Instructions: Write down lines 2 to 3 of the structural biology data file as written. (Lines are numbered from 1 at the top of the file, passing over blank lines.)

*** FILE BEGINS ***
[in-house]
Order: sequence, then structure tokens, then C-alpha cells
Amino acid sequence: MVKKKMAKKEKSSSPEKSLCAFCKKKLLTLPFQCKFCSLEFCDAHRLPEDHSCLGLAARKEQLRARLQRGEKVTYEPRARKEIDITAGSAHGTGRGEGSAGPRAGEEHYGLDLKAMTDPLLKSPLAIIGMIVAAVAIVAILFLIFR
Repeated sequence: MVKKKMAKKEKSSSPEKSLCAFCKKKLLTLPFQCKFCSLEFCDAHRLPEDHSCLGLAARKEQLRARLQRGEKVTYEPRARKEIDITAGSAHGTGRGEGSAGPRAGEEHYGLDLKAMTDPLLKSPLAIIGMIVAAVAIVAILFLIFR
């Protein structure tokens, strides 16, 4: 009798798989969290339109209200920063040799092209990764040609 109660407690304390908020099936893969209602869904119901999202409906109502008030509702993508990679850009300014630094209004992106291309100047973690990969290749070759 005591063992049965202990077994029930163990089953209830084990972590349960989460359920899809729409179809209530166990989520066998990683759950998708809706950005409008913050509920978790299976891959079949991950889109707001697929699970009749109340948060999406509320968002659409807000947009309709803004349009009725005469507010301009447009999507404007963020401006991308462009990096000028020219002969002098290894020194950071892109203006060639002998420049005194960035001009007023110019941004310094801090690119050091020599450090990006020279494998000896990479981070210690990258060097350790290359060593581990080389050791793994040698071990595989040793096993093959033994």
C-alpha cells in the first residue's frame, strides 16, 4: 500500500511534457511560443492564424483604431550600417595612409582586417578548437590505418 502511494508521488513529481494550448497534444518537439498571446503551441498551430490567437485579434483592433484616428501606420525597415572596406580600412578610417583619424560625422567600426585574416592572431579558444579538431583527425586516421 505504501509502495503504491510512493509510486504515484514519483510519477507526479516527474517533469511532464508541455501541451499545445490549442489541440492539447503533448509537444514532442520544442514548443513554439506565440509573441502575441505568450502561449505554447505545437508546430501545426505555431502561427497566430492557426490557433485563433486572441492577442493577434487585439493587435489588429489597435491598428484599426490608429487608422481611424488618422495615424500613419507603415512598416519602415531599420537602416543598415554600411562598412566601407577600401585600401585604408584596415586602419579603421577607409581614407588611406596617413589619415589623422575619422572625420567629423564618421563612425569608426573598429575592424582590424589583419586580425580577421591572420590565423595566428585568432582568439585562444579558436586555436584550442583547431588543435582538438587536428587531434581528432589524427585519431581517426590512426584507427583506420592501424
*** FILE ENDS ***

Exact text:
Order: sequence, then structure tokens, then C-alpha cells
Amino acid sequence: MVKKKMAKKEKSSSPEKSLCAFCKKKLLTLPFQCKFCSLEFCDAHRLPEDHSCLGLAARKEQLRARLQRGEKVTYEPRARKEIDITAGSAHGTGRGEGSAGPRAGEEHYGLDLKAMTDPLLKSPLAIIGMIVAAVAIVAILFLIFR